‘Girls’ Stars Post Tearful Selfie to Mark End of Filming

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Courtesy of WENN Newsdesk

Lena Dunham and Allison Williams posed for a selfie after they had been crying for 45 minutes to mark the end of TV show Girls.

The co-stars have been using social media to count down the days until they had to say goodbye to the set of Girls, which is due to finish in 2017 after its sixth season.

Williams wrapped all of her character Marnie’s scenes on Thursday when she promised to stay until “the bitter end” to offer Dunham, who created and stars in the show, support as she wrapped a scene for the last time in the early hours of Friday morning.

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Dunham posted a selfie of the duo on Instagram in which they are hugging each other and crying. In the caption, she wrote, “This is what 45 minutes of sobbing followed by me forcing a selfie on Allison looks like… Goodnight. I love you all.”

The actress also shared a lone selfie in which she is crying and wrote a lengthy post in the caption in which she reflected on how far she has come since the show began in 2012.

“I know I’m not alone in the Girls family when I say this is the end of the largest and most potent chapter of my life so far,” she wrote. “Before Girls I had zero identity, zero self-love and an urgent sense of untapped creative desire…

“When we shot our pilot six years ago, I never dreamed that I could be so fulfilled by the process of art-making, of collaboration, of honest expression. And so through this show I developed an identity, gained a new kind of family and began my life in earnest. It’s an embarrassment of riches.”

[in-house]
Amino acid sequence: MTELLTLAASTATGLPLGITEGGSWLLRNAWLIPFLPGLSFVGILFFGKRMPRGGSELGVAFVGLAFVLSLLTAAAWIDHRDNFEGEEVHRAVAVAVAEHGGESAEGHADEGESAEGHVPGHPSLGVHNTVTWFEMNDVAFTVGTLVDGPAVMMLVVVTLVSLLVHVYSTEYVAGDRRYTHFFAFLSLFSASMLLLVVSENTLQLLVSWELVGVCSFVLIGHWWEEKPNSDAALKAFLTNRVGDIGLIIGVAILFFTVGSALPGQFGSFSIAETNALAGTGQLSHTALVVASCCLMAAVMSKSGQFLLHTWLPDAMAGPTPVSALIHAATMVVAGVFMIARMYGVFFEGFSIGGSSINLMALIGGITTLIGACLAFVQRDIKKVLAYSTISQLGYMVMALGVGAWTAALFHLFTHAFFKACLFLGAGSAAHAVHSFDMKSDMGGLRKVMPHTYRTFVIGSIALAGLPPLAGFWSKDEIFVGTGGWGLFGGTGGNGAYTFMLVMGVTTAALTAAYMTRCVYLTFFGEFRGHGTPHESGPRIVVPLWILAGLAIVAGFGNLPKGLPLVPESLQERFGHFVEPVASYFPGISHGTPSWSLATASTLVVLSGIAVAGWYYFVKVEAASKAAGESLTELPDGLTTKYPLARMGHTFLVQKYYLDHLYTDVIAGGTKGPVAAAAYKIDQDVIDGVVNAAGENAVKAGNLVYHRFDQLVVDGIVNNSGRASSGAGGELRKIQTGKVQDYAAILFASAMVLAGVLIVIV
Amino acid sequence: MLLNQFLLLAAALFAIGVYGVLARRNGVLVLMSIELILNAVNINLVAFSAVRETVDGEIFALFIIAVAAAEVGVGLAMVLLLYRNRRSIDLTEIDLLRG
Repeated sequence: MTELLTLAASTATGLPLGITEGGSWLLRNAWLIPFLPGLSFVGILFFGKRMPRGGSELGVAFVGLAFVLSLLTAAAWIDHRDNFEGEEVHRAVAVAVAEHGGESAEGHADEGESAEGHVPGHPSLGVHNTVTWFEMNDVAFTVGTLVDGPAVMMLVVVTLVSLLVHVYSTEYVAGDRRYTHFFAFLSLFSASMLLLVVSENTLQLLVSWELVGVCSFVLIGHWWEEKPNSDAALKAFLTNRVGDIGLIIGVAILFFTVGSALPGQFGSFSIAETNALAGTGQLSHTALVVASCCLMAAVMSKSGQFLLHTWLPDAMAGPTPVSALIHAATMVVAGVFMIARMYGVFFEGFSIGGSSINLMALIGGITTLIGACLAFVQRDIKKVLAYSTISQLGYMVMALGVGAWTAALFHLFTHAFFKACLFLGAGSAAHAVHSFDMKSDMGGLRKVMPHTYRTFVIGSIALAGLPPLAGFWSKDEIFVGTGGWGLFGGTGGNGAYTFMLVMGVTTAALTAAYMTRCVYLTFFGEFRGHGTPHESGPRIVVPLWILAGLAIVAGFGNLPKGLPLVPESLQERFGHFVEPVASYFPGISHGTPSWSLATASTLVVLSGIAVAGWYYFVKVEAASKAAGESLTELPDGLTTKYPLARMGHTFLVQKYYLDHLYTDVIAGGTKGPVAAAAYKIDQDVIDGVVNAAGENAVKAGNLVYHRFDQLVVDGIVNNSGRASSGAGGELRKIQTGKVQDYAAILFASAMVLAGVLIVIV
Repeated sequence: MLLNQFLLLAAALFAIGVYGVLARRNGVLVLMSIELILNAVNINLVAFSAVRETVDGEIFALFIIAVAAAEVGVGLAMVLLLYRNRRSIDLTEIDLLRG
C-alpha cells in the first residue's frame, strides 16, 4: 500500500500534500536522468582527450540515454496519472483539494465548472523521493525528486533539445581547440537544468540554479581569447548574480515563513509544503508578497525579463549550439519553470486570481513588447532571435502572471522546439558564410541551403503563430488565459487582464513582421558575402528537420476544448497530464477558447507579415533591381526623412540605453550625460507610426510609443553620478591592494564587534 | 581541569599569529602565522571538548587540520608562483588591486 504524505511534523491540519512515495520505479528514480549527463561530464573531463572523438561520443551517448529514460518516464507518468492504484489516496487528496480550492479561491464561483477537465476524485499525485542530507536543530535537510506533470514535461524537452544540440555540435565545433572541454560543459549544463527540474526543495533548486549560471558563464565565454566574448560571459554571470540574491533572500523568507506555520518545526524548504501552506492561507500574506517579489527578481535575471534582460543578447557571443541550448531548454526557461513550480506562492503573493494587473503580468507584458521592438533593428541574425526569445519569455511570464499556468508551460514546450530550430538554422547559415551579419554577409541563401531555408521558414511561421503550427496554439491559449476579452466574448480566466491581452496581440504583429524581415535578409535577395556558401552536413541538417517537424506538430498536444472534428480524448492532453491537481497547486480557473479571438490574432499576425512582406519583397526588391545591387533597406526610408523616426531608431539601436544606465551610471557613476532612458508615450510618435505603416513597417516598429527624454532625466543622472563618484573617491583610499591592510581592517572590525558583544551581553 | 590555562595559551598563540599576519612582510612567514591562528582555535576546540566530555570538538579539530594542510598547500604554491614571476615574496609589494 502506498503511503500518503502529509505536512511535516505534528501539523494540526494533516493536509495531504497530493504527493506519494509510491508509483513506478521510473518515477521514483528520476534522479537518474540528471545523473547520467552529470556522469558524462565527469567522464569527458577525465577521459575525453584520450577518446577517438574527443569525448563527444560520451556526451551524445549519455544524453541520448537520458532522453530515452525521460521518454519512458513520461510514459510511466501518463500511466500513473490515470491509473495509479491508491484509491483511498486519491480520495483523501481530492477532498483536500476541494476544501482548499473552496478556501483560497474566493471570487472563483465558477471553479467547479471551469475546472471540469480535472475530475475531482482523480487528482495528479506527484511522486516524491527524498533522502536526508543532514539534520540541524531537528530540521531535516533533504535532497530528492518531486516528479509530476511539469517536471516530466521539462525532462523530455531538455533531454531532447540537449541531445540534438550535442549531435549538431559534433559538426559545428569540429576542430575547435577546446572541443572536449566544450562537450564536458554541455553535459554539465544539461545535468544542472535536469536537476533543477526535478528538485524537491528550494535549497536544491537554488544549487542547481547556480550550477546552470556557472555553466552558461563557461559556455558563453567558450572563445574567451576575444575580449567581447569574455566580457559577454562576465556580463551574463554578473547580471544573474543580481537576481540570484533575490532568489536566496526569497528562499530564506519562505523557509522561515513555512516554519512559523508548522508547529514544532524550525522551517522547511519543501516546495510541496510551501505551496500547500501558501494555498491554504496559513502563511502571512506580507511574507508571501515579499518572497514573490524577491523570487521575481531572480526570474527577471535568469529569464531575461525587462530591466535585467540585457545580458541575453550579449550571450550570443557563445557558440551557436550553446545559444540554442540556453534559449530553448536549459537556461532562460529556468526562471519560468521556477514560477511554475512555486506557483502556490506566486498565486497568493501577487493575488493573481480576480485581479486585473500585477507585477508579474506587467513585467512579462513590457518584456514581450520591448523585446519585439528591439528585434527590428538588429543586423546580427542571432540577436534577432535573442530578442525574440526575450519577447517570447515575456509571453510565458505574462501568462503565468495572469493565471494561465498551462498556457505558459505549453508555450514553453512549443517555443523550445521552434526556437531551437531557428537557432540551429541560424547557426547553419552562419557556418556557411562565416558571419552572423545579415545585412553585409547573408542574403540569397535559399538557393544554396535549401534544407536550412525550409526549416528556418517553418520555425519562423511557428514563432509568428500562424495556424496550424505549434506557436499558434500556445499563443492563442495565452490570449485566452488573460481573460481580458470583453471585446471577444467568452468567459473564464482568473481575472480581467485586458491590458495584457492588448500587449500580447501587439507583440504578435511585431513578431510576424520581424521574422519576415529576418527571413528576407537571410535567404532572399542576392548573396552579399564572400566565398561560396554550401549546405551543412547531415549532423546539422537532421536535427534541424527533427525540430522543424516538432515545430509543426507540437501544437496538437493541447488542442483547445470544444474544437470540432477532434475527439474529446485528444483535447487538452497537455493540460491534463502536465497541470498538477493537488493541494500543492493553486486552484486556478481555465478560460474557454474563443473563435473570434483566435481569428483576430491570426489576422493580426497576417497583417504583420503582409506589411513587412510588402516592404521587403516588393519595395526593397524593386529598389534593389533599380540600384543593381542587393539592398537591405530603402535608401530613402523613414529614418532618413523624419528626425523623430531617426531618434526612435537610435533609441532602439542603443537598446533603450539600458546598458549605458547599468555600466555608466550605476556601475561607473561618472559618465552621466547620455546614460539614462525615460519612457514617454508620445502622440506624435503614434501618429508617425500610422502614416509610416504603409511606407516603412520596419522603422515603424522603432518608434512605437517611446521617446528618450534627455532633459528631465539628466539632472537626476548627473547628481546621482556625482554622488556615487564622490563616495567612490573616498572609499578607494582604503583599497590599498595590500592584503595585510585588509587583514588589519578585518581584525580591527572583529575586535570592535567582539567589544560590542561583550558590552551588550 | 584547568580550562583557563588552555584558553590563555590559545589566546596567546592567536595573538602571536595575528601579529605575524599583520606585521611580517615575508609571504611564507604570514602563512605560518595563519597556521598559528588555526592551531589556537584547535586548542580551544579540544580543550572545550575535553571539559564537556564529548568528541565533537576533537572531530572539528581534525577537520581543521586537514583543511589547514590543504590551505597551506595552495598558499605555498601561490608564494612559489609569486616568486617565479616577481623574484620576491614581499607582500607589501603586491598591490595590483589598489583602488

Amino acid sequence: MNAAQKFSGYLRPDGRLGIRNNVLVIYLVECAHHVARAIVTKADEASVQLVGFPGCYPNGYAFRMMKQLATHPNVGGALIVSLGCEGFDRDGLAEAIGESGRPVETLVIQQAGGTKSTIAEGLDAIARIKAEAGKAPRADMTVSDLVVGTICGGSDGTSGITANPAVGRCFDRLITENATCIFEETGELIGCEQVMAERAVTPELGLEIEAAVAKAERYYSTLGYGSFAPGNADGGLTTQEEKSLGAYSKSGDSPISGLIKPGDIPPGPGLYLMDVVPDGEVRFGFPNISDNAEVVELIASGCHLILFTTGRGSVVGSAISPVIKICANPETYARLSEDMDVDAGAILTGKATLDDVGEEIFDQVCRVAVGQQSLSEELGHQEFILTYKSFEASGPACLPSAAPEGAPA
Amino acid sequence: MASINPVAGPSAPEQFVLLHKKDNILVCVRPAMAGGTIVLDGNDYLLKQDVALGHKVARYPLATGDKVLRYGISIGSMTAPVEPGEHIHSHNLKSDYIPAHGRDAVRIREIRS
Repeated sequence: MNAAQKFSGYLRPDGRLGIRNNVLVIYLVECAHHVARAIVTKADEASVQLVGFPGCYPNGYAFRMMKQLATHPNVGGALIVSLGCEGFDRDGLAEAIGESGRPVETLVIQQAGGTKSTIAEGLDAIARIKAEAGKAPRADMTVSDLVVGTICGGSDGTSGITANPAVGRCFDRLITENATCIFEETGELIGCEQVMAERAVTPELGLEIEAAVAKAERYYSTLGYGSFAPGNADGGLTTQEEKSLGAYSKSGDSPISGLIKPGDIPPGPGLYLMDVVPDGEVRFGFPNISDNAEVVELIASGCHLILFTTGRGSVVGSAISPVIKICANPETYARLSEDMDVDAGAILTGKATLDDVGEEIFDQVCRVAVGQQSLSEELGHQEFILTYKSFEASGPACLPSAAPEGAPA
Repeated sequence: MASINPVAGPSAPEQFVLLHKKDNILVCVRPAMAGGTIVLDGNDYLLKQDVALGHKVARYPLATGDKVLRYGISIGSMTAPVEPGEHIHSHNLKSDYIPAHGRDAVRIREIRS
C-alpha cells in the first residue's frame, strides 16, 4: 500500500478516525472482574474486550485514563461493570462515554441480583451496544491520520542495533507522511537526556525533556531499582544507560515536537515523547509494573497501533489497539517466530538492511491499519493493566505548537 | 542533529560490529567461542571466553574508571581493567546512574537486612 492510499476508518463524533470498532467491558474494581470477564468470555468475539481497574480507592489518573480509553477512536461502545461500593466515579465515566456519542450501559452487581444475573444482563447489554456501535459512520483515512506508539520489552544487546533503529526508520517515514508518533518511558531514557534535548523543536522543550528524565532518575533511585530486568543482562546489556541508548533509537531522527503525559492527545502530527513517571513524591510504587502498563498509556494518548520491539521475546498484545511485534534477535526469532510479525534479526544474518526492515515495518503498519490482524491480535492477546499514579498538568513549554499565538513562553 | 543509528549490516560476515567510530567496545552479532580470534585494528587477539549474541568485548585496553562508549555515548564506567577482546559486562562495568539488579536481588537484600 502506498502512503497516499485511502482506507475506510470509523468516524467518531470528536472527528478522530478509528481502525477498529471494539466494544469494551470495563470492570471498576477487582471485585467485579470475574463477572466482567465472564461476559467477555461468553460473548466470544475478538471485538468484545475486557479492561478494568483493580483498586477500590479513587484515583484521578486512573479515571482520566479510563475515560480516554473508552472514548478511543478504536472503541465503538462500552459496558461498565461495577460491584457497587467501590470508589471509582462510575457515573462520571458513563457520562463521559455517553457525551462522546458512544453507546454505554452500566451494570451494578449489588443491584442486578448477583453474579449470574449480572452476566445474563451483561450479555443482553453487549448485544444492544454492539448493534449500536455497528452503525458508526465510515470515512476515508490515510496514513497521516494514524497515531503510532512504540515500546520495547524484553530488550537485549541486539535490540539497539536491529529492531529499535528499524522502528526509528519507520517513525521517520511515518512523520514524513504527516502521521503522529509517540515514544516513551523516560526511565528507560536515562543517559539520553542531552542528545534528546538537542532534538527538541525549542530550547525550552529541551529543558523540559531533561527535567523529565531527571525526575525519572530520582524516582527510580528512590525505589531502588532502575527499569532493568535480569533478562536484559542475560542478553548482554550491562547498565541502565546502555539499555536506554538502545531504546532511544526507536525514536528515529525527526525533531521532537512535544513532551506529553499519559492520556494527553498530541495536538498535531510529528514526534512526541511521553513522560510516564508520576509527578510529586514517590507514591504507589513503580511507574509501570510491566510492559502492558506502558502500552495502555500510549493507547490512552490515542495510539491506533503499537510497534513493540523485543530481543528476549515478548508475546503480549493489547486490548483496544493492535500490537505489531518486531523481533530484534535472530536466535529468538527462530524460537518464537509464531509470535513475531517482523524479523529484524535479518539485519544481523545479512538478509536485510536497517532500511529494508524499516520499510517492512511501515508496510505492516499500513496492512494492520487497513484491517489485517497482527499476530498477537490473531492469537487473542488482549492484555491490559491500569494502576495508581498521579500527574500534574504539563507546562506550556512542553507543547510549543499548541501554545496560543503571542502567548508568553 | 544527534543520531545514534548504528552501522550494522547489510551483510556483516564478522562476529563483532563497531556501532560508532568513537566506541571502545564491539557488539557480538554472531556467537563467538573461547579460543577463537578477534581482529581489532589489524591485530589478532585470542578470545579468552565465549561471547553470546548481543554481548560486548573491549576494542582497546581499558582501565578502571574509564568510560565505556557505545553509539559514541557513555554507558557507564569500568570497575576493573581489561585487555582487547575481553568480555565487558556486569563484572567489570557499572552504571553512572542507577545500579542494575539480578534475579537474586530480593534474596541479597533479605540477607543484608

Girls Goodbye (1 of 3) It’s 2 am on Friday morning and we just finished shooting Girls. Forever. No insert shots of cell phones or exteriors to grab. We’re not missing a quick shot of Shosh marching down a Soho street. We’re finished. We did it all. Jenni called that final cut, I dropped my costume on our van floors (sorry Kristen, sorry I never hang my damned costume) and we got into our vans to head home for the last time. To say I don't enjoy goodbyes is an understatement. But, as a wise woman once told me, "relish it. We so rarely get to choose our goodbyes." She's right. And we got to choose this one. But that doesn't mean it's easy– I know I'm not alone in the Girls family when I say this is the end of the largest and most potent chapter of my life so far. Before Girls I had zero identity, zero self-love and an urgent sense of untapped creative desire that kept me up and sweating at night in other people's beds, wondering why vague sexual affirmation wasn’t enough to make me feel human. I had hardly an inkling of the responsibility we take on when we tell stories, or of the power words can have, but what I had- as an obsessed fan of shows from Girlfriends to Felicity to Ally McBeal- was the audacity to think that people might want to see women like my friends and me (broken, imperfect, angry) on television. When we shot our pilot six years ago, I never dreamed that I could be so fulfilled by the process of art-making, of collaboration, of honest expression. And so through this show I developed an identity, gained a new kind of family and began my life in earnest. It's an embarrassment of riches. There are too many essential personnel to name here, and the messages I have for them are far too intimate for this modern venue, but I trust I've made it clear who you are and what you mean to me. If I haven't, please feel free to demand explanations.